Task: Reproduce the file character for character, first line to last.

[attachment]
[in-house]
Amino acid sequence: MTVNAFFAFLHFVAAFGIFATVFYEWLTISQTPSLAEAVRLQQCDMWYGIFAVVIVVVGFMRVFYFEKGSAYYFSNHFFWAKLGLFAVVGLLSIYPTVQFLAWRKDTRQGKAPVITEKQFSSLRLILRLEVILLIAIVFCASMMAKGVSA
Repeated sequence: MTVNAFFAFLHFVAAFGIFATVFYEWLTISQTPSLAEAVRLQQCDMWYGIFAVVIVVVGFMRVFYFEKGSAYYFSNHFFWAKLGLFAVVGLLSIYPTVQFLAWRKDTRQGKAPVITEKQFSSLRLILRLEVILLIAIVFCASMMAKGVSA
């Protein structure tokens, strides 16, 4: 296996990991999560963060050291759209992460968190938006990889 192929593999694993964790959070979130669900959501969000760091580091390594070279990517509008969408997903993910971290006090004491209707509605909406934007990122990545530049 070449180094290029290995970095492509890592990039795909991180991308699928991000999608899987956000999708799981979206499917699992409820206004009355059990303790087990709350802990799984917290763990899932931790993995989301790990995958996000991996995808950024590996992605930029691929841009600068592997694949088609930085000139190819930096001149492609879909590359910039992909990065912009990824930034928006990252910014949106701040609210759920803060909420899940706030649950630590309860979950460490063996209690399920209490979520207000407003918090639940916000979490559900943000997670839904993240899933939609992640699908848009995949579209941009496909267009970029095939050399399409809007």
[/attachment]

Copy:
[in-house]
Amino acid sequence: MTVNAFFAFLHFVAAFGIFATVFYEWLTISQTPSLAEAVRLQQCDMWYGIFAVVIVVVGFMRVFYFEKGSAYYFSNHFFWAKLGLFAVVGLLSIYPTVQFLAWRKDTRQGKAPVITEKQFSSLRLILRLEVILLIAIVFCASMMAKGVSA
Repeated sequence: MTVNAFFAFLHFVAAFGIFATVFYEWLTISQTPSLAEAVRLQQCDMWYGIFAVVIVVVGFMRVFYFEKGSAYYFSNHFFWAKLGLFAVVGLLSIYPTVQFLAWRKDTRQGKAPVITEKQFSSLRLILRLEVILLIAIVFCASMMAKGVSA
């Protein structure tokens, strides 16, 4: 296996990991999560963060050291759209992460968190938006990889 192929593999694993964790959070979130669900959501969000760091580091390594070279990517509008969408997903993910971290006090004491209707509605909406934007990122990545530049 070449180094290029290995970095492509890592990039795909991180991308699928991000999608899987956000999708799981979206499917699992409820206004009355059990303790087990709350802990799984917290763990899932931790993995989301790990995958996000991996995808950024590996992605930029691929841009600068592997694949088609930085000139190819930096001149492609879909590359910039992909990065912009990824930034928006990252910014949106701040609210759920803060909420899940706030649950630590309860979950460490063996209690399920209490979520207000407003918090639940916000979490559900943000997670839904993240899933939609992640699908848009995949579209941009496909267009970029095939050399399409809007």